Dispatching and scheduling--basic questions
ajax at nwnk.net
Tue Sep 16 12:01:55 PDT 2008
On Tue, 2008-09-16 at 20:03 +0300, Daniel Stone wrote:
> On Tue, Sep 16, 2008 at 10:10:20AM -0400, Adam Jackson wrote:
> > But from a strict performance standpoint, threading
> > just isn't a win. Anything the X server's doing that takes material CPU
> > time is simply a bug.
> Hmm. Even enforcing fairness between clients? If you have a hostile
> client, you've already lost, but we have a lot of crap clients already
> (hello Gecko), so. It would also presumably drop the mean/mode
> latencies while having pretty much no impact on the others: if you have
> one thread waiting on a GetImage and thus migration back to system
> memory, your other clients can still push their trivial rendering to the
> GPU and go back to sleeping.
> I will admit that this paragraph has had no prior thought, and could
> probably be swiftly proven wrong. YMMV.
I could believe a fairness argument here, but I'd like to see better
numbers first on how often clients block on the server, and what they're
waiting for when they do.
Project for anyone reading this thread: instrument the scheduler such
that when it punishes a client, it records both the last thing that
client was doing, and the number of clients now in the wait queue. Dump
to log, run a desktop for a few days, then go do statistics.
> > [*] Except embedded stuff, but how often is that both multicore _and_
> > gpu-less.
> Not really. We're getting to the point of seeing multicore in consumer
> products, but the GPUs there are still too power-hungry to want to base
> a Render implementation on. Of course, we're still pretty much in the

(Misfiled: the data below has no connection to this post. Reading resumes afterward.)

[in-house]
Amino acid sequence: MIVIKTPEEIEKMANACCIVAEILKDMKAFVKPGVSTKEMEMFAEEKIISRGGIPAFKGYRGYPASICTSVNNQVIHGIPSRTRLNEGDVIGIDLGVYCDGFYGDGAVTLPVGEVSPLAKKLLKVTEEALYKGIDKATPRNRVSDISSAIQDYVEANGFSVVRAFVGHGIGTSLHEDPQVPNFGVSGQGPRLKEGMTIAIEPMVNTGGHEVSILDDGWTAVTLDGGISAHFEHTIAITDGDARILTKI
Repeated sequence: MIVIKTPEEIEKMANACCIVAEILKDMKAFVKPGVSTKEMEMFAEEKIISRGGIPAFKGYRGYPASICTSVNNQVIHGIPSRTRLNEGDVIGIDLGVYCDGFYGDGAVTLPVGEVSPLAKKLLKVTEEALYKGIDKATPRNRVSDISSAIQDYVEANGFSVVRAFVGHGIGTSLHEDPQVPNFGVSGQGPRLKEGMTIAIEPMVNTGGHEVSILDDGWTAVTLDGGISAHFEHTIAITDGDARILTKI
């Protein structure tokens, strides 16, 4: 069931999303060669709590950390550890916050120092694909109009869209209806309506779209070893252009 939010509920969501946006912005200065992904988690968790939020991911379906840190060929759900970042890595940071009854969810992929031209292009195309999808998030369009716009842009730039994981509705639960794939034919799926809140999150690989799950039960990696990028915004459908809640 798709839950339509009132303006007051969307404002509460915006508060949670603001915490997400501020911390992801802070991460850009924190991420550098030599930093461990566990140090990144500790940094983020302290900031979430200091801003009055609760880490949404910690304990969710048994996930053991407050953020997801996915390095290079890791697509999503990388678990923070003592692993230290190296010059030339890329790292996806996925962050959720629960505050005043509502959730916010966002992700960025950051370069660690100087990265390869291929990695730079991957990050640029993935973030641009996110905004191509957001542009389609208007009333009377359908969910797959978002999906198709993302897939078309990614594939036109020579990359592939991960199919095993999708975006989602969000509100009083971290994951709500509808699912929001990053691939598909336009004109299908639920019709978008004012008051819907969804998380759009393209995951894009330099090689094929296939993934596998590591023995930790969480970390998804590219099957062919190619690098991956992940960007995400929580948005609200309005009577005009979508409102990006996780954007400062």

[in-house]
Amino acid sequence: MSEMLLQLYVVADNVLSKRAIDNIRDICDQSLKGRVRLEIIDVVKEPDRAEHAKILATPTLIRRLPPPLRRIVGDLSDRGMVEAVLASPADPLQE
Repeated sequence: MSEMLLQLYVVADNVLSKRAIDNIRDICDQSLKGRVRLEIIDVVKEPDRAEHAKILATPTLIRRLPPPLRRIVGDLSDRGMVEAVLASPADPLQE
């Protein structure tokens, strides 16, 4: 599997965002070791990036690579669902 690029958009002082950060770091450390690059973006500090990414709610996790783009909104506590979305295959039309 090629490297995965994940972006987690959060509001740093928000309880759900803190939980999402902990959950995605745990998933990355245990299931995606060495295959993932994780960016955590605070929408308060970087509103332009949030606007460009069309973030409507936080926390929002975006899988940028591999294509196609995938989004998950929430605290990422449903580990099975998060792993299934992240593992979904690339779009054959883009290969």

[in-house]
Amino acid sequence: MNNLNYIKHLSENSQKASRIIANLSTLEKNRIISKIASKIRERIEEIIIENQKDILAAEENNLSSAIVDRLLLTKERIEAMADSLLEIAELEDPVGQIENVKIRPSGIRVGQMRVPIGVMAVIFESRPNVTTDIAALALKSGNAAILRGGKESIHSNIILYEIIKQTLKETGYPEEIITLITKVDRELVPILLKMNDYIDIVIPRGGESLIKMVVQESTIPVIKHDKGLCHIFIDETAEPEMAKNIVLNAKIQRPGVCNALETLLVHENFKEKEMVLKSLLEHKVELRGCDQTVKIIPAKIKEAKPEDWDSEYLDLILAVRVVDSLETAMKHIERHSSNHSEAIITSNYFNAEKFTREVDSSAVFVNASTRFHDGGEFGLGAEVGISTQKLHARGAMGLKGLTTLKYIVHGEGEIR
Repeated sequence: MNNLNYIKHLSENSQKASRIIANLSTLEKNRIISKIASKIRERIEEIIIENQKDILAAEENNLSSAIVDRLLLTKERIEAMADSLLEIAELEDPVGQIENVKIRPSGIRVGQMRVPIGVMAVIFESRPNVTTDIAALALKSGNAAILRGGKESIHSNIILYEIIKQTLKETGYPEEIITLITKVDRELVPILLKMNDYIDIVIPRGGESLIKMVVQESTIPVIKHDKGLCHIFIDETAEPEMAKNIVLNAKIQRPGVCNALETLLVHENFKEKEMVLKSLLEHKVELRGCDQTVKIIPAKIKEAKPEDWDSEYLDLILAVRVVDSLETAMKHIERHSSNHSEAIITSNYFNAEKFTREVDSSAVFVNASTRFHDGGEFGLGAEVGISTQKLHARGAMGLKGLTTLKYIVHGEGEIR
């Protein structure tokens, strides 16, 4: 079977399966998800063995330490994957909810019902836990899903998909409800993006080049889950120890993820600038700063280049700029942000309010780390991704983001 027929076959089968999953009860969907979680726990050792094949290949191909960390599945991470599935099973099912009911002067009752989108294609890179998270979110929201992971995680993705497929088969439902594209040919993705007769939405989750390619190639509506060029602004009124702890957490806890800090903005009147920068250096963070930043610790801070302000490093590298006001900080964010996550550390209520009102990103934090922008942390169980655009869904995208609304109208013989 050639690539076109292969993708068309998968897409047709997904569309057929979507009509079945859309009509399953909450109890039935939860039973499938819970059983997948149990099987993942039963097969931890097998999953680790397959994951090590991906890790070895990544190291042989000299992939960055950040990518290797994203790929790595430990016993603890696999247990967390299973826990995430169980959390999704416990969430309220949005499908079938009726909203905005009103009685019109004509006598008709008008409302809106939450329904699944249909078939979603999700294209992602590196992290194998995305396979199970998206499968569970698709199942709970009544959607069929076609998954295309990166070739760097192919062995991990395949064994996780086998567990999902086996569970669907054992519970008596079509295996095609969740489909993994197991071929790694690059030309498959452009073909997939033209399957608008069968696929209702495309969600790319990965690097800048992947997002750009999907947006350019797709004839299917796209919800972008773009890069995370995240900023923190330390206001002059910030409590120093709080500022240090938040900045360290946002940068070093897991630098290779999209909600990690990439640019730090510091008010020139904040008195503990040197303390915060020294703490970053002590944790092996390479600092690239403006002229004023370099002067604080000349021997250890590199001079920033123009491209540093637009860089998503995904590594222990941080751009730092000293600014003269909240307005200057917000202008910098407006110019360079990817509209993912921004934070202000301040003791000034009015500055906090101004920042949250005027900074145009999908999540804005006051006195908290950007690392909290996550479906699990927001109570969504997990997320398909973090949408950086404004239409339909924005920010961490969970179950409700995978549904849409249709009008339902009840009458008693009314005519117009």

> first iteration of the current generation of those GPUs, so hopefully
> they can push the power envelope quite aggressively lower, but for a
> couple of years at least, we'll have multicore + effectively GPU-less,
> in platforms where latency is absolutely unacceptable.
ARM, you're so weird.
Well, okay, there's at least two tactics you could use here. We could
either go to aggressive threading like in MTX, but that's not a small
project and I think the ping-pong latency from bouncing the locks around
will offset any speed win from parallelising rendering. You can
mitigate some of that by trying to keep clients pinned to threads and
hope the kernel pins threads to cores, but atoms and root window
properties and cliplist manipulation will still knock all your locks
around... so you might improve fairness, but at the cost of best-case
Or, we keep some long-lived rendering threads in pixman, and chunk
rendering up at the last instant. I still contend that software
rendering is the only part of the server's life that should legitimately
take significant time. If we're going to thread to solve that problem,
then keep the complexity there, not up in dispatch.
Still, I'm kind of dismayed the GPU needs that much power. All we need
is one texture unit. I have to imagine the penalty for doing it in
software outweighs the additional idle current from a braindead alpha
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